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James and John in particular demonstrated a misunderstanding of the core principles of discipleship when they made a request for seat of honor in Mk 10.35–42. 3 This article demonstrates through a social scientific reading of Mk 10.43–44 that Jesus’ response to discipleship misconceptions is a call

In: Journal of Pentecostal Theology

) explored two passages from Mark’s Gospel featuring different aspects of discipleship (Mark 6: 7-14 and Mark 6: 33-41), working among 73 participants at a residential Diocesan Ministry Conference. Francis ( 2015 ) explored the footwashing account reported in John 13: 2b-15 in the context of diaconal

In: Journal of Empirical Theology

politics. The purpose of this essay is to examine the promise and pitfalls of this ‘digital culture’ for the Christian life, and explore some broad implications for how we think about mission and discipleship. 1. Describing Digital Culture In his research on ‘cyberculture’, David Bell adopts a

In: Mission Studies

1.1. The Greek verb akoloutheō, “follow,” has a specifically religious sense only in the Gospels (apart from Rev. 14:4) and relates exclusively to Jesus, never to God. 1.2. The call of Jesus, “Follow me” (Mark 1:17), which is always directed to individuals, initiates discipleship. The announcing

In: The Encyclopedia of Christianity Online
Author: I.J. du Plessis

58 Discipleship according to Luke's Gospel Isak du Plessis ABSTRACT Although all the Gospels deal with discipleship, Luke's Gospel focuses particularly on the cost of discipleship. In this article attention is paid to Luke's presentation of discipleship of Jesus, dealing with such matters as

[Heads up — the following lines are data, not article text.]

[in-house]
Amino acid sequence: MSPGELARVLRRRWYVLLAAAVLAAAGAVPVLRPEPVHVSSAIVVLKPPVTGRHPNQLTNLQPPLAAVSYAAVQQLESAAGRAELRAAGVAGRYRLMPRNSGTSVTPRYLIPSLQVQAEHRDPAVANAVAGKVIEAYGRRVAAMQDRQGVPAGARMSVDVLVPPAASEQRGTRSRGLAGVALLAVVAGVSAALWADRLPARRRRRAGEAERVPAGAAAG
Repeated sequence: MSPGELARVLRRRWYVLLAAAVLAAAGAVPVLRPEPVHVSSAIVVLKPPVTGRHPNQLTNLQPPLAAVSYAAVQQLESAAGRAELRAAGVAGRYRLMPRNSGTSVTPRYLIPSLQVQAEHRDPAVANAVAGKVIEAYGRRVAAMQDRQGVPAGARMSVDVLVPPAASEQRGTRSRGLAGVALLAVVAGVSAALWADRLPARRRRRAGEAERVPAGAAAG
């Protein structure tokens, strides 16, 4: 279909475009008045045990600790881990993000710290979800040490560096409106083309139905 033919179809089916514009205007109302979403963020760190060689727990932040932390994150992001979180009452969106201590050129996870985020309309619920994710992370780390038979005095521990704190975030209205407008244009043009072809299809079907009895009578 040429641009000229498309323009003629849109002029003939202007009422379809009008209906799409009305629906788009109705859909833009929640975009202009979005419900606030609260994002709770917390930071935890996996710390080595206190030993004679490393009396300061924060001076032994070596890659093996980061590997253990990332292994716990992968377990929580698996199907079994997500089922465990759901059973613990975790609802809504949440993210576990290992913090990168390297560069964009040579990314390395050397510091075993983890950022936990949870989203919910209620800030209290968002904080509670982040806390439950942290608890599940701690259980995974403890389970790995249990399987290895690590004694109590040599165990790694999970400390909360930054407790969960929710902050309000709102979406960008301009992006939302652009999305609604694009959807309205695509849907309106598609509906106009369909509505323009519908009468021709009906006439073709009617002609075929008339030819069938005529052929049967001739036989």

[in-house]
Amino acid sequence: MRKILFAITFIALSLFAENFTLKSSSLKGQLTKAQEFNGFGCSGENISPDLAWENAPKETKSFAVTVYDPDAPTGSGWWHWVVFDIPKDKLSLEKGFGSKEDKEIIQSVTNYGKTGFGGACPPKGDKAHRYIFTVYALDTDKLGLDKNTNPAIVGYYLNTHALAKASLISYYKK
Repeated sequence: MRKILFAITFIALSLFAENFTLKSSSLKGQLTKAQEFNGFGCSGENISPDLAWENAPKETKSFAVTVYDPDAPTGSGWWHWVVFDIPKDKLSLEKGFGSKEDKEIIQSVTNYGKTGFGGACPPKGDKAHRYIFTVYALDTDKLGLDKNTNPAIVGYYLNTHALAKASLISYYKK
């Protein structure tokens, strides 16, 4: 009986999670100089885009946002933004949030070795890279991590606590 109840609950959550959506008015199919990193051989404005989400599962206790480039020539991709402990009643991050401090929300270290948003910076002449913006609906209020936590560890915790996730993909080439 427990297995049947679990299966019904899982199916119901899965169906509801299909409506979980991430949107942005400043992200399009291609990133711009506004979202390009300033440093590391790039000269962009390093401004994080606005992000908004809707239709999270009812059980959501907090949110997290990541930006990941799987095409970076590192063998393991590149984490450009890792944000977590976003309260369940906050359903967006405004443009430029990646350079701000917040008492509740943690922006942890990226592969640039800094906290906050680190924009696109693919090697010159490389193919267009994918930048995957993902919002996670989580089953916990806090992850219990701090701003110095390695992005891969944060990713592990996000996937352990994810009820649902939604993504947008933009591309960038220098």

In: Religion and Theology
Readers and Anonymous Characters in the Fourth Gospel
Author: David Beck
This volume examines the Fourth Gospel narrative in terms of its character portrayal, especially the portrayal of anonymous characters. It focuses on how characterization impacts readers, eliciting their involvement in the narrative, particularly the recognition of and response to Jesus' identity, and how anonymity facilitates that participation.
The first chapters examine the understanding of characterization in contemporary literary theory, then the author explores other contemporaneous narratives for the function of anonymous characters in those narratives. The final chapters examine specific character portrayals in the Fourth Gospel, demonstrating how the narratives of anonymous characters draw the reader into participation in the narrative and enables identification with those characters, especially the disciple Jesus loved, the Johannine paradigm of discipleship.

short, we find the following: first, a close reading of the sayings themselves reveals more interest in preserving the “old” than many have recognized; second, their narrative setting in Mark suggests that the sayings pertain more to questions of discipleship than to opposing salvation-historical eras

In: Horizons in Biblical Theology

[German Version] I. New Testament – II. Church History – III. Ethics An important aspect of the description of Jesus' activity in the Gospels is his call to discipleship. This call is issued unconditionally and requires an immediate decision. When the disciples hear Jesus' invitation to follow him

In: Religion Past and Present Online

KINSHIP, DISCIPLESHIP, AND MOVEMENT: AN ANTHROPOLOGICAL STUDY OF JOHN'S GOSPEL ADRIANA DESTRO and MAURO PESCE University of Bologna The structuring principle of the Jesus movement was its social- religious form of discipleship. It is widely held that Jesus placed obedience to family duties and

In: Biblical Interpretation
Author: Hyung Keun Choi

are concerned about the true church as an authentic community, a sign of the kingdom. So this phenomenon seemingly shows us the importance of ecclesiology and soteriology in relation to the understanding of community, discipleship, and more importantly missio Dei . The crisis of the church is

In: Mission Studies